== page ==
TCNJ again was named to the Physics Teacher Education Coalition’s “5+ Club,” a select group of institutions that have graduated five or more physics teachers in a given year.
Graduating five or more physics teachers a year is a significant achievement, helping to address the severe national shortage of high school physics teachers.
TCNJ has been named to PhysTEC’s “5+ Club” for three of the past five years. Most colleges and universities graduate fewer than two trained physics teachers a year, and the most common number of graduates is zero, according to PhysTEC, a flagship education program of the American Physical Society and the American Association of Physics Teachers.
“TCNJ’s Physics Department has a deep commitment to excellence and has distinguished itself as one of the leading undergraduate Physics programs in the United States,” says Jeffrey Osborn, Dean of TCNJ’s School of Science. “Whereas Physics programs across the country have struggled, TCNJ Physics has been purposeful in designing an academic experience that deeply engages all of our students in the field and prepares them exceptionally well for an array of career paths.”
One of the ways TCNJ is able to do this is through a grant from the National Science Foundation that helps fund full tuition scholarship opportunities for juniors and seniors pursuing physics teacher certification through its Robert Noyce Physics Teacher Education Scholarship Program. Seven scholarships are awarded each year to recipients who commit to teach in a high-need school for two years after graduation.
The program provides commitment-free opportunities to try out science teaching as first-year students and sophomores, and allows students to work one-on-one with dedicated faculty mentors doing real science research which they then share with young students. Recipients also receive continuing mentoring in career placement and early-career work.
“The department’s focus on the importance of role models and advocates for students at all levels of the education pipeline has allowed them to strategically build a program that inspires and supports the next generation of high school physics teachers,” says Osborn.
In its 2014 report, the American Association for Employment in Education found that the teacher shortage in physics is No. 1 among 59 education fields. Of the approximately 1,400 new teachers who are hired to teach physics each year, only 35 percent have a degree in physics or physics education.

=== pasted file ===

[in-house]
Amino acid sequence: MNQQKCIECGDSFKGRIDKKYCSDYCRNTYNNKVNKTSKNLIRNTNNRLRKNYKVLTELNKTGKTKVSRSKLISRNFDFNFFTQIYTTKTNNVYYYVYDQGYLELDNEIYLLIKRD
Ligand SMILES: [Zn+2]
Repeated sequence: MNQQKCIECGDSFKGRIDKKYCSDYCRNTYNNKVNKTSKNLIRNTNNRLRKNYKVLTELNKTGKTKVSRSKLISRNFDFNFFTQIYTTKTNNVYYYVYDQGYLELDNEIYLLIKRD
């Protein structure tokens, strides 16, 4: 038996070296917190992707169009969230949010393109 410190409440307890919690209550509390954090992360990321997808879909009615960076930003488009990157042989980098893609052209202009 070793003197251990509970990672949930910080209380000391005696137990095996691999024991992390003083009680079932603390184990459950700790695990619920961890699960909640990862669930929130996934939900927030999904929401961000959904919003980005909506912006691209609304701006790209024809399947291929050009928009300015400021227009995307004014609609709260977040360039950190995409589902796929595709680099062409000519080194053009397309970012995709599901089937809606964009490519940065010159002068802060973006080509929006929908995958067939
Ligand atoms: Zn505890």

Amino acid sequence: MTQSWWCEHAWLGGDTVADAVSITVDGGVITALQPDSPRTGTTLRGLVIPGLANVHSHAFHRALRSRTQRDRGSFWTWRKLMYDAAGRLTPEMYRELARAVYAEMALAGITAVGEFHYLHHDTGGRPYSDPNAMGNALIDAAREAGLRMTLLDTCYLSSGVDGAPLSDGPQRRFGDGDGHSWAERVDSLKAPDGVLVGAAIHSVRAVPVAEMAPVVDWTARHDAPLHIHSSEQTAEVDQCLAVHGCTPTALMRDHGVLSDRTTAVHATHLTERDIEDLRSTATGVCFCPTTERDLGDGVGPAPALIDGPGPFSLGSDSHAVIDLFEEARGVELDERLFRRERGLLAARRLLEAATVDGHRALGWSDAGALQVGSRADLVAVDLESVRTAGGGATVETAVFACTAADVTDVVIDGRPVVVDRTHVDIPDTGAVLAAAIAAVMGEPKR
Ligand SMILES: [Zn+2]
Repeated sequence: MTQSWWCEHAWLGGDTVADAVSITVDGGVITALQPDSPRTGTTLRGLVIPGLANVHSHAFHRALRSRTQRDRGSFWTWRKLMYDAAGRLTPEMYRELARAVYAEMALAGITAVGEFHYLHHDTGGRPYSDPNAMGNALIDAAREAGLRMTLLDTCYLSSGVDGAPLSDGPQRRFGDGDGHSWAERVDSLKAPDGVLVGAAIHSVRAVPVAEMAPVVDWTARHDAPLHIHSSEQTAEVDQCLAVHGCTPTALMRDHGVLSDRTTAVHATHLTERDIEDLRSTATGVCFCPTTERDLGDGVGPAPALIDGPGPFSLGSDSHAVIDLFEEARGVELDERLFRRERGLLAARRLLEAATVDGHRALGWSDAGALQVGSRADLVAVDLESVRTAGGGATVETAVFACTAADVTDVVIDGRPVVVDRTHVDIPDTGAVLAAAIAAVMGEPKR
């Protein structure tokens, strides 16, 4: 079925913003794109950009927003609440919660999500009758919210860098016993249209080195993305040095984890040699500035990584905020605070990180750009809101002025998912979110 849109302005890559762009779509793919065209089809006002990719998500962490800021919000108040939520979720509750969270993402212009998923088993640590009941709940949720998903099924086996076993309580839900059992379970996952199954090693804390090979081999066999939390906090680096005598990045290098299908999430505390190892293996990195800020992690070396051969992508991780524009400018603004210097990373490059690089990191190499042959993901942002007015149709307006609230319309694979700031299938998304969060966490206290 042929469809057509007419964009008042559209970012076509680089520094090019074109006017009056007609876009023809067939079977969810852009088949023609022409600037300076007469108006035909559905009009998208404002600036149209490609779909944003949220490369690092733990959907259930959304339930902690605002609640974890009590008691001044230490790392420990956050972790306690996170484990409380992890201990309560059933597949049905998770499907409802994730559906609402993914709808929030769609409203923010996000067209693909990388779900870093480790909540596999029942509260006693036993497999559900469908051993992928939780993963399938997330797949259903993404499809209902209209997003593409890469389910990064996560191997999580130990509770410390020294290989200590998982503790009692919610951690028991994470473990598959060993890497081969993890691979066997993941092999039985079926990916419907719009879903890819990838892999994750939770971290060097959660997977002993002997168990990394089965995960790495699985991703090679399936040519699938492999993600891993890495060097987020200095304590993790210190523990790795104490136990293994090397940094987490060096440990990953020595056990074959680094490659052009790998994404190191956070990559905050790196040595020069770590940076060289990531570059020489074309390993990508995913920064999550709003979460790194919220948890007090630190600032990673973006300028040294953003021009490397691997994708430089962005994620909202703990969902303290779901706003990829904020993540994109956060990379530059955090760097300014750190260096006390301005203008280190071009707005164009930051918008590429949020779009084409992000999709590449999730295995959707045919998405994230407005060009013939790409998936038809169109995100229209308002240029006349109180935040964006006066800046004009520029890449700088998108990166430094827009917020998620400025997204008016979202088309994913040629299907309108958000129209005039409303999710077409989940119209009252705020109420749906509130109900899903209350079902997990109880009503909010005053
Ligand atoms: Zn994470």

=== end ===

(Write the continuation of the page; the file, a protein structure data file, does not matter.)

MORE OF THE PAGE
Other institutions recognized by the PhysTEC 5+ Club for the 2017–18 academic year are:
Brigham Young University (21)
Rutgers University (8)
Virginia Tech (8)
University of Kentucky (8)
More about TCNJ’s Physics Department
TCNJ’s Physics Department is recognized annually by the American Institute of Physics as one of the top producers of physics majors in the United States. The most recent report of the American Institute of Physics ranks TCNJ’s Physics Department in the top 2 percent nationally for physics graduates among 496 non-PhD granting institutions in the U.S., and in the top 8 percent nationally among all 751 PhD and non-PhD granting institutions in U.S. Moreover, TCNJ’s Physics Department ranks among the top in the nation in the percentage of its graduates who have gone on to complete doctoral degrees, according to the National Science Foundation.
Teacher education represents an important part of the TCNJ Physics Department’s mission as well, and TCNJ is consistently among the national leaders in number of new physics teachers certified to teach at the secondary level. In fact, TCNJ Physics ranks among the top institutions nationally by number of physics teacher certifications among all U.S. college and university physics departments.
The Physics Department has also been working to improve diversity and inclusion within the field of physics. In particular, TCNJ’s Physics Department was selected by the American Physical Society to host the 2019 Conference for Undergraduate Women in Physics (CUWiP) for the Mid-Atlantic States. Over 300 attendees participated in the three-day conference, including undergraduate physics majors, professional physicists from industry and higher education, corporate and academic leaders, as well as high school students and teachers.
The Physics Department has also been recognized widely at TCNJ, including with the 2018 TCNJ Mildred Dahne Award. This award is presented annually by the Faculty Senate and recognizes departmental or program excellence.